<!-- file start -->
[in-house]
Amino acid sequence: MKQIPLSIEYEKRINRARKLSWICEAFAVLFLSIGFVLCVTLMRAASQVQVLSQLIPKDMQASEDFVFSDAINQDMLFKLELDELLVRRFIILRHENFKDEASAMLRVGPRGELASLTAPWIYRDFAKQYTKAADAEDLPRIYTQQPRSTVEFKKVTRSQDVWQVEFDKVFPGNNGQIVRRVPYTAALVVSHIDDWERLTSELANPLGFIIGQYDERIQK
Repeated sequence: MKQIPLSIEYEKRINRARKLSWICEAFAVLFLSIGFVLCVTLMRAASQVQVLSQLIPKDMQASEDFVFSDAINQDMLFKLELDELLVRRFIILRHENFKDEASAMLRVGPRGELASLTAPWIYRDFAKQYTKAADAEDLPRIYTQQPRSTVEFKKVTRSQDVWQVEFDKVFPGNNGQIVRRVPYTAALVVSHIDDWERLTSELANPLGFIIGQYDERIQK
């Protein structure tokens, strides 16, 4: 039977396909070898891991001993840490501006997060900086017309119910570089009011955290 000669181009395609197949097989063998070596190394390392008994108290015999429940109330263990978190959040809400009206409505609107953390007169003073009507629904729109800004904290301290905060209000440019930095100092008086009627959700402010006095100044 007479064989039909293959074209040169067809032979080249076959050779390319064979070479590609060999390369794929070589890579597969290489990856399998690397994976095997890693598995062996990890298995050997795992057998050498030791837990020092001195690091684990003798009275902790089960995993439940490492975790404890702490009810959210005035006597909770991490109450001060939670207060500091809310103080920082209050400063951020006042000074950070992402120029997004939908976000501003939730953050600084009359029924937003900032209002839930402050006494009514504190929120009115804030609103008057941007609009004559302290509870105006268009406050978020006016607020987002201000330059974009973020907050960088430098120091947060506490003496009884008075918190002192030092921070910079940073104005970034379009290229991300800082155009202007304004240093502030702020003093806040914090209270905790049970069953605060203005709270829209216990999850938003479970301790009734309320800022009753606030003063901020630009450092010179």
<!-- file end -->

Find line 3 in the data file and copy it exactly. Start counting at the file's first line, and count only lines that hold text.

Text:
Repeated sequence: MKQIPLSIEYEKRINRARKLSWICEAFAVLFLSIGFVLCVTLMRAASQVQVLSQLIPKDMQASEDFVFSDAINQDMLFKLELDELLVRRFIILRHENFKDEASAMLRVGPRGELASLTAPWIYRDFAKQYTKAADAEDLPRIYTQQPRSTVEFKKVTRSQDVWQVEFDKVFPGNNGQIVRRVPYTAALVVSHIDDWERLTSELANPLGFIIGQYDERIQK